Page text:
“Bleak.”

“But why do we have to leave?”
The air was brisk and crackled with the shuffling of hundreds of feet.
Suitcase handles jostled as they were carried back and forth, from house to the station platform.
The bustle was enormously loud.
And pensive.
“Momma, why do we have to leave?” the little girl reiterated.
The mother sighed, put her blouse on the bed beside the open suitcase and knelt down next to her daughter.
“My dear, we are going away. We don’t know why, but we are told that we are needed somewhere else.” She brushed back the dark brown bangs that dangled in front of Ruth’s eyes. The little girl smiled.
Rachel returned to her standing position and continued packing.
Ruth skipped to the front door of their apartment, clutching her doll as she watched the great procession go forth.
Why do so many people need to leave?

“All aboard! Come on, now, we need to get going! Train leaves in 15 minutes!” shouted a man in official garb.
Worried expressions could not be lifted from the faces that tried to smile. The smoke from the engine of the train billowed into the bleak December sky, hanging there for almost too long.
Reuben tugged at his father’s coat, eyes fixed on the eerie smoke that clung to the clouds.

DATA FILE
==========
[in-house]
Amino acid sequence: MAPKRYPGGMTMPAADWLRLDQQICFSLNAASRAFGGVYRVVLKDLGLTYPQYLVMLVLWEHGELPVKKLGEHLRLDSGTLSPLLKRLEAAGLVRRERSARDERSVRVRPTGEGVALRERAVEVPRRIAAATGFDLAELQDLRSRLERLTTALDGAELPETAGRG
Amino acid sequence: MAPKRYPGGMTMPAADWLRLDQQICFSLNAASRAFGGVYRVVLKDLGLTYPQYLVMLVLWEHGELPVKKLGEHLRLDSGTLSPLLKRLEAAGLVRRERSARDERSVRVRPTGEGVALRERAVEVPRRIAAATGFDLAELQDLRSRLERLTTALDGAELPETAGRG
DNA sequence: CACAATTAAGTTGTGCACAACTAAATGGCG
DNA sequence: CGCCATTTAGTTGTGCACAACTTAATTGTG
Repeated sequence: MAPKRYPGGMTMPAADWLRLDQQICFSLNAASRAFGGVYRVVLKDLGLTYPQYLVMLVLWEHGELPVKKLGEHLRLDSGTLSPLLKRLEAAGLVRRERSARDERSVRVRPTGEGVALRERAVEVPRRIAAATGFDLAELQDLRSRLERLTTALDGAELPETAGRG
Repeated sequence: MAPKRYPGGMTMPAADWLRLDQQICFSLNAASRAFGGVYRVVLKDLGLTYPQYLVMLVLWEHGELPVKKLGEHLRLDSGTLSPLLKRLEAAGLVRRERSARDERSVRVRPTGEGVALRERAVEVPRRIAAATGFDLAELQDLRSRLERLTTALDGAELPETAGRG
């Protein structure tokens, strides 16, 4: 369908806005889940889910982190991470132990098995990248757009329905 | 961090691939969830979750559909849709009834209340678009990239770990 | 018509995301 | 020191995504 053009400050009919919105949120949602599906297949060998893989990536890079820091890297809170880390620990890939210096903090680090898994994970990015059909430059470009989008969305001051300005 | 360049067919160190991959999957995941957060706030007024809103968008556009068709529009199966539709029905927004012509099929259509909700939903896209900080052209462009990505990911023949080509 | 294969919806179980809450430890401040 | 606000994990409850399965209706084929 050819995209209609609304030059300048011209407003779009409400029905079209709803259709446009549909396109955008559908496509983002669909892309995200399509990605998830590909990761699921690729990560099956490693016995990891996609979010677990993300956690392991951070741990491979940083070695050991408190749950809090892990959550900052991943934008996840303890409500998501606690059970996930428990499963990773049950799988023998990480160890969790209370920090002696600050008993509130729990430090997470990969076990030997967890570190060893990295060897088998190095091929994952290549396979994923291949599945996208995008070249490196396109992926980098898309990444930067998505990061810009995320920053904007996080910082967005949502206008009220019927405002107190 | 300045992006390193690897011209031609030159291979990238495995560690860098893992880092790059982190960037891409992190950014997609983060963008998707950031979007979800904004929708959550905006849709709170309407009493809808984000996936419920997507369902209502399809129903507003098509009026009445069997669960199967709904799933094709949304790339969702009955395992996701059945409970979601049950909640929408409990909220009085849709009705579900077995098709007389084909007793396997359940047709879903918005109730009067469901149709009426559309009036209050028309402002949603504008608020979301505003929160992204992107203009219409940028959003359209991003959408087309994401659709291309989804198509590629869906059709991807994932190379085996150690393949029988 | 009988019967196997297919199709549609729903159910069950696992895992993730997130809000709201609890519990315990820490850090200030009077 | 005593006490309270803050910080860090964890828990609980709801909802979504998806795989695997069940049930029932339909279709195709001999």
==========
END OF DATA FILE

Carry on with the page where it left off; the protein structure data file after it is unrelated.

“Father, why are we leaving?”
Caleb handed his suitcase to the attendant and turned to his son.
“We are called to leave, my son. And in this time for us, we do not have an option. We must leave.”
“But where are we going?”
Caleb shrugged. “They are not saying. I heard from someone else that we’re being ‘resettled.’ Some of may work on farms. Some of us in factories. All I know is that we’re leaving this place.”
Reuben detected uncertainty in his father’s quavering voice.
Something was wrong. Something was very, very wrong.
Caleb, instinctively sensing the internal dialogue, ruffled the boy’s hair. “We will be fine. I have a feeling.”
Reuben was not so sure.

“All aboard! Time to leave!”
The train churned forward, heaving and chugging forward, sputtering out smoke as if coughing.
No one spoke much on the train. Families talked in hushed tones, eyes darting about. Some slept. Others stared out the window.
“Momma?”
“Yes, sweet?”
“Do you think we’re being taken to the same place they took Oma?”
Rachel’s soul stung.
“No, we are not going to where they took Oma, Ruth.”
Ruth grew quiet. “But what if we are?”
Moments passed. Neither said anything in response.
“We’re not going there, dear. Now, get some rest.”

The train stopped in a small town later that day.
The passengers filtered out and walked around the station for a couple of hours.
The sky was even bleaker here.
It was if one cloud stretched over the entire sky. Reuben looked hard to find any detail of any clouds at all.
He used to love to watch the clouds.
Used to.
His wandering eye caught something down the platform from him.
“That looks like the conductor,” he thought aloud.
He told his father he was going to go walk down the platform to stretch his legs. “Don’t stay down there too long, son. We’ll be leaving soon.”
Reuben weaved his way through the crowd of people, mostly from his neighborhood. Why did so many people have to leave at once? he thought. After what seemed like hours, he finally drew close to the conductor. He was standing alone, facing away from the people.